How to use RSS
Tired of visiting your favorite websites for new articles? Don’t sweat, instead, let them come to you. Here’s how in two steps:
- Launch an RSS reader app. To add a new subscription, type the website URL and press enter.1
- Upon launch, and at default (or user-set) time intervals, the app looks for and downloads the latest from all subscribed sites for your reading pleasure.
RSS reader apps (updated: 2015)
Here are some of the apps that I have used, and know can handle most RSS feed formats: Reeder, NetNewsWire, FeedDemon, FeedReader, Liferea. There are many more, please search in app stores, package managers and software centers.
RSS sync services (updated: 2015)
If you’d also like to read across multiple devices, while ensuring continuity between read and unread articles, then in addition to the above you may need a subscription service — to sync your reading status across devices you own. Here are some: Feedbin, Feed Wrangler, and NewsBlur. Apps like Reeder offer more sync services than others. Find one that suits you best.
What is RSS, and how does it work?
RSS is an acronym for Rich Site Summary or Really Simple Syndication indicating both intent as well as its ease of use. All RSS-enabled sites contain a summary of latest available articles in a (machine readable) file. An RSS reader app checks this file periodically for new summaries. When found, the app then downloads the content and displays in its reading pane. Due to the generosity of publishers, these summaries often contain entire articles. The number of summaries, made available in RSS feed, is usually set by its publisher.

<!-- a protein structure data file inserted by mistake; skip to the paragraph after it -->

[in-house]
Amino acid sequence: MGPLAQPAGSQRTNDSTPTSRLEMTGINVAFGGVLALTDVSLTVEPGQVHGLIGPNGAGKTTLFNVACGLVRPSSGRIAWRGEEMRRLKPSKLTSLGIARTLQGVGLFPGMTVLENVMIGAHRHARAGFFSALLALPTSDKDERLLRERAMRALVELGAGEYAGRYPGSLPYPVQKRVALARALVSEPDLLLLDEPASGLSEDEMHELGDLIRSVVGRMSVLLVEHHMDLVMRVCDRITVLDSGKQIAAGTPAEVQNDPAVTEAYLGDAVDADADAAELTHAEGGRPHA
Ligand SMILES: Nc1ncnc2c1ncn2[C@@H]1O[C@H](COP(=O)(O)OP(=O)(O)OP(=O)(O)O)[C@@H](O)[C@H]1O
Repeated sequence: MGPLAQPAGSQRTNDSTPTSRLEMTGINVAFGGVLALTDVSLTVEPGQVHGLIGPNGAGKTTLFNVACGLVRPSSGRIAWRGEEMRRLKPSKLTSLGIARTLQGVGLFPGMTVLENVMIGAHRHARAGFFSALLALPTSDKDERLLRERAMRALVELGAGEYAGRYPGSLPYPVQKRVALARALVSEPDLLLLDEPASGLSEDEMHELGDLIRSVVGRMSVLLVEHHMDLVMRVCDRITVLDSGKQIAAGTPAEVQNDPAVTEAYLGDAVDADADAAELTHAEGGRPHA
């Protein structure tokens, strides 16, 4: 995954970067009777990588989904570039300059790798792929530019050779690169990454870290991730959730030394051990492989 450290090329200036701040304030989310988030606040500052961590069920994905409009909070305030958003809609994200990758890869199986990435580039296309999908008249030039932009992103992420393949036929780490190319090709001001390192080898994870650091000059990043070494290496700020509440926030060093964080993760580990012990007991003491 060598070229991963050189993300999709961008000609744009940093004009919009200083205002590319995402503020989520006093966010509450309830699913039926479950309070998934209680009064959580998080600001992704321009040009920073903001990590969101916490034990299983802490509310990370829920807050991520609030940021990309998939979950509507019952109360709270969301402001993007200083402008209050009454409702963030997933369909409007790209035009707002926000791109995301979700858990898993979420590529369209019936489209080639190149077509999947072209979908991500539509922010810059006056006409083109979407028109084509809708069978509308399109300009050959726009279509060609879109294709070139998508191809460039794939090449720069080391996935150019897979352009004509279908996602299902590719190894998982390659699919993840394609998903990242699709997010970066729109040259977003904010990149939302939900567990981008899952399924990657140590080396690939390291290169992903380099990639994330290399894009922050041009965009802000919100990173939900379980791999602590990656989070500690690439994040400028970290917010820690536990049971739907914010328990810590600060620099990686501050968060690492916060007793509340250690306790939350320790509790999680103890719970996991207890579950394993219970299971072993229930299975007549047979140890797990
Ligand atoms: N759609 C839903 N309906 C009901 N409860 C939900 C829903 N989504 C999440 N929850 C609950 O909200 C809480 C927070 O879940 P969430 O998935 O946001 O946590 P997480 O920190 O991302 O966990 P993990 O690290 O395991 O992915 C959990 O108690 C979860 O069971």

Advantages of reading via an RSS feed
- Syndication automates manual site load and read cycle.
- Distraction-free access to content offline without ads, pop-ups, scripts, or trackers.
- Low internet bandwidth requirements.
- Simpler to manage, import, export entire reading list.
It is possible that some may find it dull in the absence of channel-specific presentation; and that’s OK. For those interested in reading content without distractions, however, RSS is a fast and easy way to read news articles, blog posts, and updates from one’s favorite sites regularly. Like plumbing, RSS is ubiquitous, aside from being a web standard. Most modern web and app services use RSS underpinnings in their functionality to bring streaming content to your device. Use it to browse less, read more.
In most cases, this is enough, but if this did not work, then look for a (button, icon, or a text) link that indicates it’s an RSS (RSS, Atom, RDF, XML) feed. Copy that link and try again. ↩